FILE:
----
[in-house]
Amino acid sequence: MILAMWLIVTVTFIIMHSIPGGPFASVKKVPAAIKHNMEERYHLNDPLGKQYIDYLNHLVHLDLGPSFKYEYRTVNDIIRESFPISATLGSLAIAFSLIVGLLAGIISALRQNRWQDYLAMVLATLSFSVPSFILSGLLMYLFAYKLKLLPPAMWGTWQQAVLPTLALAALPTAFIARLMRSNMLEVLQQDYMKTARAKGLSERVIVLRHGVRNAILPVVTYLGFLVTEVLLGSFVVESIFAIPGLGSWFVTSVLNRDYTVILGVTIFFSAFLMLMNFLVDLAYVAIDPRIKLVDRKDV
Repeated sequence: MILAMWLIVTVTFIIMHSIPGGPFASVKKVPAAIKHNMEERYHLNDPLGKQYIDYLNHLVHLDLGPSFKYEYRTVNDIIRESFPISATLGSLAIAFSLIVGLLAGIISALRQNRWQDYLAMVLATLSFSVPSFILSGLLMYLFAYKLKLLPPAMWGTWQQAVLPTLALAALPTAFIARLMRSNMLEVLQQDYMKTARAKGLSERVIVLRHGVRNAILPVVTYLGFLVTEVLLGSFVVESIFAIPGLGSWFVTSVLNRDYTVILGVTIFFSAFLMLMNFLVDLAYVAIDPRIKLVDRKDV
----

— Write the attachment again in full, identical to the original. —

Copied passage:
[in-house]
Amino acid sequence: MILAMWLIVTVTFIIMHSIPGGPFASVKKVPAAIKHNMEERYHLNDPLGKQYIDYLNHLVHLDLGPSFKYEYRTVNDIIRESFPISATLGSLAIAFSLIVGLLAGIISALRQNRWQDYLAMVLATLSFSVPSFILSGLLMYLFAYKLKLLPPAMWGTWQQAVLPTLALAALPTAFIARLMRSNMLEVLQQDYMKTARAKGLSERVIVLRHGVRNAILPVVTYLGFLVTEVLLGSFVVESIFAIPGLGSWFVTSVLNRDYTVILGVTIFFSAFLMLMNFLVDLAYVAIDPRIKLVDRKDV
Repeated sequence: MILAMWLIVTVTFIIMHSIPGGPFASVKKVPAAIKHNMEERYHLNDPLGKQYIDYLNHLVHLDLGPSFKYEYRTVNDIIRESFPISATLGSLAIAFSLIVGLLAGIISALRQNRWQDYLAMVLATLSFSVPSFILSGLLMYLFAYKLKLLPPAMWGTWQQAVLPTLALAALPTAFIARLMRSNMLEVLQQDYMKTARAKGLSERVIVLRHGVRNAILPVVTYLGFLVTEVLLGSFVVESIFAIPGLGSWFVTSVLNRDYTVILGVTIFFSAFLMLMNFLVDLAYVAIDPRIKLVDRKDV